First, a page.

Parmenides: On Nature
He was born in 540 BC in the city of Elea, Southern Italy. He became one of the important figures of Greek cosmology where his thoughts were very influential in the fields of metaphysics and epistemology. His thoughts then greatly influenced several philosophers such as Empedocles, Anaxagoras and the atomists. Parmenides founded a school in the phocaean colony of Elea in southern Italy, and the only other important members were his students Zeno and Melissus. So he is considered the founder of the Eleatic School.
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Nothing can emerge from nothing. Parmenides came up with the idea that everything that exists must have always existed. Then he developed this idea further, for him there is no change that is really actual, nothing can be something different from before.
Although he realizes that nature is constantly changing, but for him it is the senses that feel that everything is constantly changing, but the mind cannot perceive this actual change. So it seems that he relies on reason to feel the real truth. For him, the human senses give inaccurate pictures of the world and are inconsistent with reason. He thought that the senses only gave humans perceptual illusions. In the end this thought became the forerunner of rationalism.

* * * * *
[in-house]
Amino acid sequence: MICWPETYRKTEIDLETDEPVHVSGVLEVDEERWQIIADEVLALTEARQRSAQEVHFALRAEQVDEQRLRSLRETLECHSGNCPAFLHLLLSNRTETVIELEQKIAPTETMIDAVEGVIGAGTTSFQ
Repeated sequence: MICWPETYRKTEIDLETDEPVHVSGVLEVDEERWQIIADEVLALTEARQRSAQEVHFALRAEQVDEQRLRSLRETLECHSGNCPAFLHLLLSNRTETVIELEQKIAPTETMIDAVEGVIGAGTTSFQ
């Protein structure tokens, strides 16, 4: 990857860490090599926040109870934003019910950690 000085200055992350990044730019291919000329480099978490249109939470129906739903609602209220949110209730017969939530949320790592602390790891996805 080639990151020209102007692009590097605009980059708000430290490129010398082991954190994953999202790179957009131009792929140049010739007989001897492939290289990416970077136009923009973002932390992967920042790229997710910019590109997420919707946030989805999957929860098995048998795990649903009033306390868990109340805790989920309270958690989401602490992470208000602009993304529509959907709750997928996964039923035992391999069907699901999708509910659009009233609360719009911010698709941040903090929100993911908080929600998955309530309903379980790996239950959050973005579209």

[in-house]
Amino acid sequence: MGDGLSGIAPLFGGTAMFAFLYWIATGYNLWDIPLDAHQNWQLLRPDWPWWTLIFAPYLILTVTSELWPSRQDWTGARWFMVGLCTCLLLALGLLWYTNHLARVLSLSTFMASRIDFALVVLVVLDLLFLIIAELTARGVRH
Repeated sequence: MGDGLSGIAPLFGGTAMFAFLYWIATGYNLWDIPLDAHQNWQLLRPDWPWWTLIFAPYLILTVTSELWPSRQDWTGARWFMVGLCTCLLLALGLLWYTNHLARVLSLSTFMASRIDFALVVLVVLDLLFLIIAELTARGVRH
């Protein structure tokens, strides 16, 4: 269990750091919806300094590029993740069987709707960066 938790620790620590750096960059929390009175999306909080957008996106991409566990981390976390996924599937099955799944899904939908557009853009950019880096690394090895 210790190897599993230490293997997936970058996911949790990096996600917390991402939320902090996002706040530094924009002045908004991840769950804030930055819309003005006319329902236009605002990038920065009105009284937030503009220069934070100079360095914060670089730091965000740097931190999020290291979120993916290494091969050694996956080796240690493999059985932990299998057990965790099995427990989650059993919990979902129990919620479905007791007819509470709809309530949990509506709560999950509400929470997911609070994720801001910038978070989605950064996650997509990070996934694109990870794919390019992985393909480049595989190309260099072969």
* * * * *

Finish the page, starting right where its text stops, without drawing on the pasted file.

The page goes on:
Parmenides advocated that we should follow where reason takes us, even if the results are very contrary to our habits. Parmenides concluded that all reality would appear very different to our minds. He refers to what exists in the universal sense and then makes his own original cosmological and metaphysical thoughts that all that exists in the universe is essentially singular. According to him, the world does not seem singular, caused by humans who rely too much on their senses as an excuse, even though it is all just an illusion. The diversity seen by humans is actually just an illusion, because everything has only one essence.
Epistemology and Critique of Ancient Greek Mythology
Parmenides criticized ancient Greek mythology which explains how the process of creation of the universe. For him the explanation given by ancient Greek mythology is trapped by the appearance of the senses so that it is far from the truth caused by the illusion of the senses. He also criticized ancient Greek mythology which used the belief in ‘doxa’ or opinion as an attempt to achieve knowledge. He thought that doxa was a path full of contradictions that influenced knowledge to believe in something that was not real. For him the path of truth ‘aletheia’ or reality is the best path that must be taken by humans in achieving knowledge of the truth that refers to existence in order to approach knowledge that is truly real and not illusory.